Climatology and historical snowcover of the Big Level Plateau, Gros Morne National Park, Newfoundland

Martin, Christian (2004) Climatology and historical snowcover of the Big Level Plateau, Gros Morne National Park, Newfoundland. Masters thesis, Memorial University of Newfoundland.

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The daily climatological record including snowcover water equivalent (SWE) was estimated for the Big Level Summit Plateau (BL), Gros Morne National Park, western Newfoundland, for the 1962-1999 study period. This was accomplished using widely known statistical techniques, i.e. multiple linear regression and mean ratios, linking the Big Level Autostation (1993-1999) record with the nearby low lying coastal stations records through the climate elements mentioned above. Physically based relationships were added for the snow model, which was based on the reconstructed climatological elements (temperature, wind speed and precipitation). -- The BL daily temperature record (estimated for 1946-1999) and hourly wind speed record were estimated with multiple linear regression. Precipitation was estimated using mean ratios. The estimated BL winter precipitation record was separated into snowfall and rainfall and measured snowfall at BL was corrected for wind induced undercatch. Snowcover SWE was estimated with the estimated daily precipitation record and the temperature index method, using increasing degree-day factors as the snow season progressed. Snowdrifting off the plateau and sublimation of blowing snow were also estimated using simple expressions that were a function of wind speed. -- Snowcover on BL is consistently present for long periods from year to year, although its thickness varies considerably compared with the coastal plain (BL maximum seasonal SWE varied from 110 mm to 1650 mm). The single largest factor influencing the snowcover SWE, other than the large amounts of snowfall, was found to be blowing snow sublimation, which ablates approximately 53% of the snowfall accumulation on average. Another large factor influencing snowcover SWE is snowdrifting off the plateau, accounting for approximately 10% of the average accumulated snowfall, leaving approximately 32% to be ablated by melt. The months from February to June all showed negative significant trends with respect to mean BL SWE during the study period. There were no significant linear trends in the temperature record for the period of estimation, but there was a significant linear positive trend (95% level) for the number of thawing degree-days using daily maximum temperature for the snow accumulation season (November-April) of 1.3-1.8 degree-days per year. -- An anthropogenically induced warmer climate would lead to much thinner snowcovers existing during shorter periods, with snow seasons having reduced snowfall and increased rainfall values. The thinnest seasonal snowcovers of the recent past such as in the 1981 snow season could become above average if the IPCC climate change projections become reality.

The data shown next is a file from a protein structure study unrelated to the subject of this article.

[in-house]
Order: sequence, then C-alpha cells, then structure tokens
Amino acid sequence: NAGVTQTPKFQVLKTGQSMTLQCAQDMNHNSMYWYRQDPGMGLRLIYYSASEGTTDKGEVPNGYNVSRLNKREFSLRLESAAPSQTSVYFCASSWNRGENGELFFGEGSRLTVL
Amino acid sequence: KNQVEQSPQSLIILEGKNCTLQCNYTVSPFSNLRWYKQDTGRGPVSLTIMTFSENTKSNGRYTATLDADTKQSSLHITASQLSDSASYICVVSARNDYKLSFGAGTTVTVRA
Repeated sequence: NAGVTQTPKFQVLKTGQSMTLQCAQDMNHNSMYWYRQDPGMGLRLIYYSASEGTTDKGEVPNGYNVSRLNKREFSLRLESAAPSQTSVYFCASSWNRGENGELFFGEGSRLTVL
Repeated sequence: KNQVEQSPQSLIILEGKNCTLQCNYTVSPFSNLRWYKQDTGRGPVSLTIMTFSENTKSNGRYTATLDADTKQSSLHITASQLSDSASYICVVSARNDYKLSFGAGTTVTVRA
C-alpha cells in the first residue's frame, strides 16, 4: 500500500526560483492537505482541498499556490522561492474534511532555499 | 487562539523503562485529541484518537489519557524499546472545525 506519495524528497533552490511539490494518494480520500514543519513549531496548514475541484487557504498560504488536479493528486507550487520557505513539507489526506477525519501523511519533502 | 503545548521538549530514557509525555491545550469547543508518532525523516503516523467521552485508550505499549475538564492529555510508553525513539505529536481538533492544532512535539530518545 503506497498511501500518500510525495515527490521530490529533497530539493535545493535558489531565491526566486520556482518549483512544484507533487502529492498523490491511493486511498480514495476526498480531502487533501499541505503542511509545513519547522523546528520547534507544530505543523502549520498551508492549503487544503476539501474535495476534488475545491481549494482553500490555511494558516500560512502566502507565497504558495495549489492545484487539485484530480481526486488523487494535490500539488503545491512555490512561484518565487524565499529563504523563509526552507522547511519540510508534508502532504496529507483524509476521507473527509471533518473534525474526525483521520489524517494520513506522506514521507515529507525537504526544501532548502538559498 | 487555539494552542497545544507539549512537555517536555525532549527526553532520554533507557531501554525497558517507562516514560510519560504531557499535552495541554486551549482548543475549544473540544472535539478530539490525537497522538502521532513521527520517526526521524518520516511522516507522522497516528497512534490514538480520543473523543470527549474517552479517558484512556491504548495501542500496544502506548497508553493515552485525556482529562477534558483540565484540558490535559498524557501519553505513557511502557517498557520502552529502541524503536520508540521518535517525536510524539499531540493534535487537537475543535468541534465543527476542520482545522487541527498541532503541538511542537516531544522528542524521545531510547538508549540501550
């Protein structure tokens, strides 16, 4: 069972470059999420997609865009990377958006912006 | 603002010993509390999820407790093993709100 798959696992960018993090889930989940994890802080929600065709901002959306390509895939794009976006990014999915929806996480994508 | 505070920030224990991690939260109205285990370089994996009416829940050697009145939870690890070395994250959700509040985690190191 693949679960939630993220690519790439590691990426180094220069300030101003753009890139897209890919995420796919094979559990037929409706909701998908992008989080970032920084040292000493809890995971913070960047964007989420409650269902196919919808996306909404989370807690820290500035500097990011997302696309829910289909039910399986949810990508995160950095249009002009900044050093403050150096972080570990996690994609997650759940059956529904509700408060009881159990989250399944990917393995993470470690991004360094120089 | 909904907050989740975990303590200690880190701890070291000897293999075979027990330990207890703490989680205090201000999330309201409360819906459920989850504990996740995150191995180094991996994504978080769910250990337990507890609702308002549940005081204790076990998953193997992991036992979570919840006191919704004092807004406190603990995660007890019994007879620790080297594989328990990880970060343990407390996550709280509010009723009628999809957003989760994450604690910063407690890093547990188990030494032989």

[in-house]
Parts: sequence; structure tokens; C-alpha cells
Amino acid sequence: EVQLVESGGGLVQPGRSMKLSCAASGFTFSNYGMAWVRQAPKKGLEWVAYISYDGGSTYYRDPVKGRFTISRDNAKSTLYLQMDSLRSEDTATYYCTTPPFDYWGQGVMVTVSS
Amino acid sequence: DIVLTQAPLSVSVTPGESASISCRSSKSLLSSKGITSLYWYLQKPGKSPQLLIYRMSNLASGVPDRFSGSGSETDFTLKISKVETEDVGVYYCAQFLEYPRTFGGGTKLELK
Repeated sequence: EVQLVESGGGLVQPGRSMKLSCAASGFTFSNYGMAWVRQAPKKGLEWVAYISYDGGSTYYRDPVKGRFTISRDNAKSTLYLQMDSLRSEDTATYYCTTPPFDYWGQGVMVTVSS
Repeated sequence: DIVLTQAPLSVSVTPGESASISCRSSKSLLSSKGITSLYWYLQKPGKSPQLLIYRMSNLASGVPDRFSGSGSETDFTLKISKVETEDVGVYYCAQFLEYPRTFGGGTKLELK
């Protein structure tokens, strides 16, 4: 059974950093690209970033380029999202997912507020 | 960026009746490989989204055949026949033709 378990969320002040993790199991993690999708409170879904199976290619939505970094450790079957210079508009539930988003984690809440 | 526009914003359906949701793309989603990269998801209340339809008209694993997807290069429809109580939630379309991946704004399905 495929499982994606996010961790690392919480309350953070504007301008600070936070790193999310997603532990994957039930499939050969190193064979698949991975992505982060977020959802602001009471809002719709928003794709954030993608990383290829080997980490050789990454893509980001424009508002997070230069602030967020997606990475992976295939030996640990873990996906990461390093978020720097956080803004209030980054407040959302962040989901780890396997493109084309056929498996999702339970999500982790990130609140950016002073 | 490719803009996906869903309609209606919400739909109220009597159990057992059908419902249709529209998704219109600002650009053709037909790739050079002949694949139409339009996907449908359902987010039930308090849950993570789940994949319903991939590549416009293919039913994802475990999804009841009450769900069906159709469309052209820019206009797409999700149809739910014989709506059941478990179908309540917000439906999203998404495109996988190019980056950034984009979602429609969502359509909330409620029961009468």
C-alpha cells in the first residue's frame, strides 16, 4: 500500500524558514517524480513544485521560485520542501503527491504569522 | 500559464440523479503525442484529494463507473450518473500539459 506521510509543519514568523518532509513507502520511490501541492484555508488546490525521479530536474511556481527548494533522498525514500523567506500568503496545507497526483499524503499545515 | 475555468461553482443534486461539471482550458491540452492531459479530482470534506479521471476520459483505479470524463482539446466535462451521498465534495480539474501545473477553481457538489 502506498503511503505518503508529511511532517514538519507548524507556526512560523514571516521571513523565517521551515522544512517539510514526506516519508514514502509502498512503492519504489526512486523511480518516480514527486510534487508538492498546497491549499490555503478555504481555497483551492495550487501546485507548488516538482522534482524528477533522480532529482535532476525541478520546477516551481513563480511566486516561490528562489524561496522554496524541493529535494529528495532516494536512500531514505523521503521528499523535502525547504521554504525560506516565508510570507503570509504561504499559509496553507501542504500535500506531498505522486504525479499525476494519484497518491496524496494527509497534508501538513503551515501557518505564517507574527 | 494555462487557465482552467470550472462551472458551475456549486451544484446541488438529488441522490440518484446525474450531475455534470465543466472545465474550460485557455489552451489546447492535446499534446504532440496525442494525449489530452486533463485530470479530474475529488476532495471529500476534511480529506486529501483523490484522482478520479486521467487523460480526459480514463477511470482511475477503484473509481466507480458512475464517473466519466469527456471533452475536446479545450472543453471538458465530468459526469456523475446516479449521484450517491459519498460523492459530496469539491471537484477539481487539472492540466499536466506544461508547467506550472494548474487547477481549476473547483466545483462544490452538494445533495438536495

Item Type: Thesis (Masters)
Item ID: 10983
Additional Information: Bibliography: leaves 201-210.
Department(s): Humanities and Social Sciences, Faculty of > Geography
Date: 2004
Date Type: Submission
Library of Congress Subject Heading: Snow--Newfoundland and Labrador--Gros Morne National Park.

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